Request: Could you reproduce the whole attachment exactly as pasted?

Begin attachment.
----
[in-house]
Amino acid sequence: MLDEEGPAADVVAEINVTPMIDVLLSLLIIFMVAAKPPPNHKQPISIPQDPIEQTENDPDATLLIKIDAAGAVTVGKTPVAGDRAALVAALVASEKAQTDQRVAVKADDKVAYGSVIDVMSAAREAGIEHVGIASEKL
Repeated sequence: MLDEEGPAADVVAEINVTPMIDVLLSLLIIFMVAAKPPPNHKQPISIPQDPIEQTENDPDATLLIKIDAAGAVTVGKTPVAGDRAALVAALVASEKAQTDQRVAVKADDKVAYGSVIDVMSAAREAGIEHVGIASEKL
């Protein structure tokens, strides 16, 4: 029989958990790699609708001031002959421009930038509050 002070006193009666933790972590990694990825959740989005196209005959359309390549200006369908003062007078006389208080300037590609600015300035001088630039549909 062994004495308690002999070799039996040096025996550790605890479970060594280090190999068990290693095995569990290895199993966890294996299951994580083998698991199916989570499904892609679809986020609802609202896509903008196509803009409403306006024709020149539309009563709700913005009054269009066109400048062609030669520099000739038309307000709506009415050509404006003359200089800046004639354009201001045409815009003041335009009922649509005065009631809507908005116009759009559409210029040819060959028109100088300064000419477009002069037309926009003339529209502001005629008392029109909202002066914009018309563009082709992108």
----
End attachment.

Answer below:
[in-house]
Amino acid sequence: MLDEEGPAADVVAEINVTPMIDVLLSLLIIFMVAAKPPPNHKQPISIPQDPIEQTENDPDATLLIKIDAAGAVTVGKTPVAGDRAALVAALVASEKAQTDQRVAVKADDKVAYGSVIDVMSAAREAGIEHVGIASEKL
Repeated sequence: MLDEEGPAADVVAEINVTPMIDVLLSLLIIFMVAAKPPPNHKQPISIPQDPIEQTENDPDATLLIKIDAAGAVTVGKTPVAGDRAALVAALVASEKAQTDQRVAVKADDKVAYGSVIDVMSAAREAGIEHVGIASEKL
């Protein structure tokens, strides 16, 4: 029989958990790699609708001031002959421009930038509050 002070006193009666933790972590990694990825959740989005196209005959359309390549200006369908003062007078006389208080300037590609600015300035001088630039549909 062994004495308690002999070799039996040096025996550790605890479970060594280090190999068990290693095995569990290895199993966890294996299951994580083998698991199916989570499904892609679809986020609802609202896509903008196509803009409403306006024709020149539309009563709700913005009054269009066109400048062609030669520099000739038309307000709506009415050509404006003359200089800046004639354009201001045409815009003041335009009922649509005065009631809507908005116009759009559409210029040819060959028109100088300064000419477009002069037309926009003339529209502001005629008392029109909202002066914009018309563009082709992108």